36. Liatris aspera Michaux, Fl. Bor.-Amer. 2: 92. 1803.
Lacinaria scariosa (Linnaeus) Willdenow var. intermedia Lunell; Liatris aspera var. intermedia (Lunell) Gaiser; L. aspera var. salutans (Lunell) Shinners; L. spheroidea var. salutans (Lunell) Shinners
Plants 30–180 cm. Corms globose. Stems hispidulous-puberulent. Leaves: basal (usually withering before flowering) and proximal cauline 1-nerved, broadly oblanceolate to elliptic- or lanceolate-spatulate to linear-lanceolate, 80–250 × (4–)6–25 mm, gradually or abruptly reduced distally, essentially glabrous or sparsely or densely puberulent-hispidulous, ± gland-dotted (distal especially). Heads in loose, spiciform arrays. Peduncles 0 or (ascending to spreading or deflexed) 1–5(–10) mm. Involucres campanulate-hemispheric to turbinate-campanulate, (9–)10–16 × 10–20 mm. Phyllaries usually in 4–5 series, (outer or outer and middle usually reflexed) broadly obovate to oblong-spatulate, unequal, essentially glabrous, margins with relatively broad, whitish-hyaline, irregular to erose or lacerate borders (especially on the distal 1/3), strongly bullate (with a sharp, low, rounded buttress delimiting the hyaline border), apices usually rounded to subtruncate. Florets (14–)18–24(–30); corolla tubes pilose inside. Cypselae (3.5–)4.5–6 mm; pappi: lengths ± equaling corollas, bristles barbellate. 2n = 20.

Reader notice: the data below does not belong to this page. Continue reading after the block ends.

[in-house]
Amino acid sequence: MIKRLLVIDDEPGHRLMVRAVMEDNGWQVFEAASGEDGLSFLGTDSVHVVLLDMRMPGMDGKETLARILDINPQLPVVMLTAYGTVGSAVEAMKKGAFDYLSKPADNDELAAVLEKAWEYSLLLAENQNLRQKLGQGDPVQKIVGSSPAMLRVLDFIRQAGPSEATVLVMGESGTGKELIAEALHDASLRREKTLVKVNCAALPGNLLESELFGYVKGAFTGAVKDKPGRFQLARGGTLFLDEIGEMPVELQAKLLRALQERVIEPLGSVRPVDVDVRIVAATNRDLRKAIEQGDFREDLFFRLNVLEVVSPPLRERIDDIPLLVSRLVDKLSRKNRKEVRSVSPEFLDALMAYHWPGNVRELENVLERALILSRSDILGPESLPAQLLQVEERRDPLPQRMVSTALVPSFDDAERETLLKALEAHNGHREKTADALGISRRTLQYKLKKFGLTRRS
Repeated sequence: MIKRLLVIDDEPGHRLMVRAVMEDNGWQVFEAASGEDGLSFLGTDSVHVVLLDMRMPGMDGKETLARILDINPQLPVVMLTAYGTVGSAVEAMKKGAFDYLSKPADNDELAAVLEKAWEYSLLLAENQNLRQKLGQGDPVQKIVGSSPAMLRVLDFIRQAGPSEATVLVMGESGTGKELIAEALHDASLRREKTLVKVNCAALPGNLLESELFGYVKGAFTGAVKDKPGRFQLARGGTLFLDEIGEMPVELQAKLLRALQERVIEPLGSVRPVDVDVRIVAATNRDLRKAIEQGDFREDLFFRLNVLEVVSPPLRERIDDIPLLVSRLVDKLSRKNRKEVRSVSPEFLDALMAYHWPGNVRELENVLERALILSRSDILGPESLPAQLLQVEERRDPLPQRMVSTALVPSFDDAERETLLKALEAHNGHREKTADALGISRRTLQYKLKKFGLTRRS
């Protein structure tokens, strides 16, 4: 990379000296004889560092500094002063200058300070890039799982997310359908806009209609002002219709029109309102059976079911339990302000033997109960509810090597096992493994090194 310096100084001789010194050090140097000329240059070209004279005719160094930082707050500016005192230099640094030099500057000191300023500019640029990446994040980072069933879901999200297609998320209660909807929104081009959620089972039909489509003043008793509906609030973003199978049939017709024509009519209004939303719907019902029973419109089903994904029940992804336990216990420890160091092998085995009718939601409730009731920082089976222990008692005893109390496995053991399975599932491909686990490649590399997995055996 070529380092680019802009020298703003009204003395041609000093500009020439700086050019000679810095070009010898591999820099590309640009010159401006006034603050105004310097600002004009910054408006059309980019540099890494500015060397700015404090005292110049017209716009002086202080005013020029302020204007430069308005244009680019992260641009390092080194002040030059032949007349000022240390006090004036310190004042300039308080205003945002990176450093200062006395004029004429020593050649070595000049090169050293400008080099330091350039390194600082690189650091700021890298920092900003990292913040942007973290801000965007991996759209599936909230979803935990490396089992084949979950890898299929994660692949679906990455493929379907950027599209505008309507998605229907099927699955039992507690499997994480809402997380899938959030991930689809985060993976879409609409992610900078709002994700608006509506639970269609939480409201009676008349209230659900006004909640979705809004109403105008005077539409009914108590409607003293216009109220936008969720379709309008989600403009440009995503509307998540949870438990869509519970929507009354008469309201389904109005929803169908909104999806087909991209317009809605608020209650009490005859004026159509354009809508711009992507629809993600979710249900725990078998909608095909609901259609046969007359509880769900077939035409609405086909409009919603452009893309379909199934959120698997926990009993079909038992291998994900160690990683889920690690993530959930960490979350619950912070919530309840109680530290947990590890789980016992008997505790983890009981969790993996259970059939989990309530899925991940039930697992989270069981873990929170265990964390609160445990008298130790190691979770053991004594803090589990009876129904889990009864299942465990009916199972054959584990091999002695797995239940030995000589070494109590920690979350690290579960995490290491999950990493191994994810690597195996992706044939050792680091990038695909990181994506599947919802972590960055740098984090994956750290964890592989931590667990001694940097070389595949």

Flowering Aug–Sep(–Oct). Prairies, barrens, old fields, sand dunes, ridges, fields, stream bottoms, sandstone outcrops, limestone ridges, hills, oak, oak-juniper, and oak-pine woodlands, jack pine, sand, silt loam; 50–500(–900) m; Ont.; Ala., Ark., Fla., Ga., Ill., Ind., Iowa, Kans., Ky., La., Mich., Minn., Miss., Mo., Nebr., N.C., N.Dak., Ohio, Okla., S.C., S.Dak., Tenn., Tex., Va., W.Va., Wis.
Plants of Liatris aspera from the Dakotas, Minnesota, Nebraska, Iowa, and Kansas have consistently sparsely to densely puberulent-hispidulous leaves (var. aspera); those to the east usually have glabrous leaves (var. intermedia); variation in vestiture occurs in Missouri, Illinois, and Indiana and identities in this large area would have to be arbitrary or typological if varieties were formally recognized. Variety salutans was recognized by Shinners on the basis of its deflexed (versus horizontal or ascending) heads; such plants occur in Texas, western Louisiana, and adjacent areas of Arkansas and Oklahoma.